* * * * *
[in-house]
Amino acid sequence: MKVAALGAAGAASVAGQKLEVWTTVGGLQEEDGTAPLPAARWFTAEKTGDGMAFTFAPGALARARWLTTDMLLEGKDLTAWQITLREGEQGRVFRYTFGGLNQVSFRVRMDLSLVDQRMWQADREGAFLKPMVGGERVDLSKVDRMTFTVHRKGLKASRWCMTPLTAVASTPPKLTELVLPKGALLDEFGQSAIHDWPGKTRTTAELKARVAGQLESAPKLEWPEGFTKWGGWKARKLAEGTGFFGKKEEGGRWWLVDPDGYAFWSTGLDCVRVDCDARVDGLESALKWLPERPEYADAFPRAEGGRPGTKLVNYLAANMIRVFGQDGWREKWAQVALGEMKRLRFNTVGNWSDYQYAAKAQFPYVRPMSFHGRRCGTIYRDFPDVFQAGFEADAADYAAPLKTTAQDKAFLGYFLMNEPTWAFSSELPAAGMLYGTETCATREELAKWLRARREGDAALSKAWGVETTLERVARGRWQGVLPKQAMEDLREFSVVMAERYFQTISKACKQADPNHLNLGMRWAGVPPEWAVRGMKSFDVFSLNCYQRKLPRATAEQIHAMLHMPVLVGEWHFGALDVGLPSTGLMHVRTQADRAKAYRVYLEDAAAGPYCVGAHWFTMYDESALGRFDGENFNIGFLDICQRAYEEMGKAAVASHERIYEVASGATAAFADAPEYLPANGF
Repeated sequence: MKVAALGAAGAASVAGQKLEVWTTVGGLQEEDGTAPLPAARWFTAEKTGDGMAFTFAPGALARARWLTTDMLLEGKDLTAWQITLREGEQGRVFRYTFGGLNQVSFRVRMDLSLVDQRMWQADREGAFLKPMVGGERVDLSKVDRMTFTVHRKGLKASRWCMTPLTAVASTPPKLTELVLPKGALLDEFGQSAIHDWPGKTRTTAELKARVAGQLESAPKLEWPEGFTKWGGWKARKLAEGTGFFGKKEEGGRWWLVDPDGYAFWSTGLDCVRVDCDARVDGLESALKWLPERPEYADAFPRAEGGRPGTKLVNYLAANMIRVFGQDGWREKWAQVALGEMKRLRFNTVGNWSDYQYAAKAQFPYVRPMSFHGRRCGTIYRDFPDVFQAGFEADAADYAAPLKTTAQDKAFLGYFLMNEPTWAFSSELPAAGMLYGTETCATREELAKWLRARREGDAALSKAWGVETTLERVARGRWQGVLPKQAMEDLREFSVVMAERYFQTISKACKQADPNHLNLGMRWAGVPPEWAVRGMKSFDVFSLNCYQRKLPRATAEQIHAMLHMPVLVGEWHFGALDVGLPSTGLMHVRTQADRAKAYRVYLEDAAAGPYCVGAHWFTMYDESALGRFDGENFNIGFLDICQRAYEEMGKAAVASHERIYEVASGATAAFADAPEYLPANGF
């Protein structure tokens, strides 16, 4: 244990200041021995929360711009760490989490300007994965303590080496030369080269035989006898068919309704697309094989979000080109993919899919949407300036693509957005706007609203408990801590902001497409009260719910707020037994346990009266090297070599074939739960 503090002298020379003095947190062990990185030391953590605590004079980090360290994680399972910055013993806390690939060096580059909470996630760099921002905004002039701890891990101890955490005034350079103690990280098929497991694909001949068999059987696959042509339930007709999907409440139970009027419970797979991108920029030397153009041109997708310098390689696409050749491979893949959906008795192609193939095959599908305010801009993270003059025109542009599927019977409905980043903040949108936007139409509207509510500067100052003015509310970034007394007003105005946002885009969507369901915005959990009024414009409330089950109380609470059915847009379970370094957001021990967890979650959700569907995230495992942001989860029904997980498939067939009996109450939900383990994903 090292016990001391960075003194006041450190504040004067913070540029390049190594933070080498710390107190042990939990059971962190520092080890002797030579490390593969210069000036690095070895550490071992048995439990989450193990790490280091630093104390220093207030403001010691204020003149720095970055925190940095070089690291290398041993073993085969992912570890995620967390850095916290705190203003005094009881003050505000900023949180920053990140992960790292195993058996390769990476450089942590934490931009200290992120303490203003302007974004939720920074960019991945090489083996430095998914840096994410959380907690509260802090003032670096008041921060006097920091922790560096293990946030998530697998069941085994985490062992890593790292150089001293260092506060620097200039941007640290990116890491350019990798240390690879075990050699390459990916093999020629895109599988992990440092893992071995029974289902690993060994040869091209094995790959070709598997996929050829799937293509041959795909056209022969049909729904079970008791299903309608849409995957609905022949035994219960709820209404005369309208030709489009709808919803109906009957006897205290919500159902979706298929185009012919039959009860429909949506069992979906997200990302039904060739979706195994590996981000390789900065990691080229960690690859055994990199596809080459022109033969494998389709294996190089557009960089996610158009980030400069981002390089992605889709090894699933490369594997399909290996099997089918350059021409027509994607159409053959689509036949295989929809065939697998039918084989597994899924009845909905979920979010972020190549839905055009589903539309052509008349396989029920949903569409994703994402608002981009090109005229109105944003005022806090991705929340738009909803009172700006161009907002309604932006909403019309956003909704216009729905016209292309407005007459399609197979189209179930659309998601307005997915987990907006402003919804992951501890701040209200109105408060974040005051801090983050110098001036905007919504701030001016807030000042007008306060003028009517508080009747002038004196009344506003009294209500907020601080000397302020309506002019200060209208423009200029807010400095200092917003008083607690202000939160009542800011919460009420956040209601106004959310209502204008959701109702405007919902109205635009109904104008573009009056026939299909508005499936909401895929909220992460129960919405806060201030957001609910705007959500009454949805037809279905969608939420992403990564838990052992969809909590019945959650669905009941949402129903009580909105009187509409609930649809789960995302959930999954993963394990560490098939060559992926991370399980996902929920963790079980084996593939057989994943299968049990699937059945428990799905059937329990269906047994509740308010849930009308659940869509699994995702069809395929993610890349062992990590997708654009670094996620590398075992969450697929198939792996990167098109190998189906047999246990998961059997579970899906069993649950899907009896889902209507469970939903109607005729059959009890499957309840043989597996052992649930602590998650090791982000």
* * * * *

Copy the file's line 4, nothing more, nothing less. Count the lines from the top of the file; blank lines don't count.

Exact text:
């Protein structure tokens, strides 16, 4: 244990200041021995929360711009760490989490300007994965303590080496030369080269035989006898068919309704697309094989979000080109993919899919949407300036693509957005706007609203408990801590902001497409009260719910707020037994346990009266090297070599074939739960 503090002298020379003095947190062990990185030391953590605590004079980090360290994680399972910055013993806390690939060096580059909470996630760099921002905004002039701890891990101890955490005034350079103690990280098929497991694909001949068999059987696959042509339930007709999907409440139970009027419970797979991108920029030397153009041109997708310098390689696409050749491979893949959906008795192609193939095959599908305010801009993270003059025109542009599927019977409905980043903040949108936007139409509207509510500067100052003015509310970034007394007003105005946002885009969507369901915005959990009024414009409330089950109380609470059915847009379970370094957001021990967890979650959700569907995230495992942001989860029904997980498939067939009996109450939900383990994903 090292016990001391960075003194006041450190504040004067913070540029390049190594933070080498710390107190042990939990059971962190520092080890002797030579490390593969210069000036690095070895550490071992048995439990989450193990790490280091630093104390220093207030403001010691204020003149720095970055925190940095070089690291290398041993073993085969992912570890995620967390850095916290705190203003005094009881003050505000900023949180920053990140992960790292195993058996390769990476450089942590934490931009200290992120303490203003302007974004939720920074960019991945090489083996430095998914840096994410959380907690509260802090003032670096008041921060006097920091922790560096293990946030998530697998069941085994985490062992890593790292150089001293260092506060620097200039941007640290990116890491350019990798240390690879075990050699390459990916093999020629895109599988992990440092893992071995029974289902690993060994040869091209094995790959070709598997996929050829799937293509041959795909056209022969049909729904079970008791299903309608849409995957609905022949035994219960709820209404005369309208030709489009709808919803109906009957006897205290919500159902979706298929185009012919039959009860429909949506069992979906997200990302039904060739979706195994590996981000390789900065990691080229960690690859055994990199596809080459022109033969494998389709294996190089557009960089996610158009980030400069981002390089992605889709090894699933490369594997399909290996099997089918350059021409027509994607159409053959689509036949295989929809065939697998039918084989597994899924009845909905979920979010972020190549839905055009589903539309052509008349396989029920949903569409994703994402608002981009090109005229109105944003005022806090991705929340738009909803009172700006161009907002309604932006909403019309956003909704216009729905016209292309407005007459399609197979189209179930659309998601307005997915987990907006402003919804992951501890701040209200109105408060974040005051801090983050110098001036905007919504701030001016807030000042007008306060003028009517508080009747002038004196009344506003009294209500907020601080000397302020309506002019200060209208423009200029807010400095200092917003008083607690202000939160009542800011919460009420956040209601106004959310209502204008959701109702405007919902109205635009109904104008573009009056026939299909508005499936909401895929909220992460129960919405806060201030957001609910705007959500009454949805037809279905969608939420992403990564838990052992969809909590019945959650669905009941949402129903009580909105009187509409609930649809789960995302959930999954993963394990560490098939060559992926991370399980996902929920963790079980084996593939057989994943299968049990699937059945428990799905059937329990269906047994509740308010849930009308659940869509699994995702069809395929993610890349062992990590997708654009670094996620590398075992969450697929198939792996990167098109190998189906047999246990998961059997579970899906069993649950899907009896889902209507469970939903109607005729059959009890499957309840043989597996052992649930602590998650090791982000």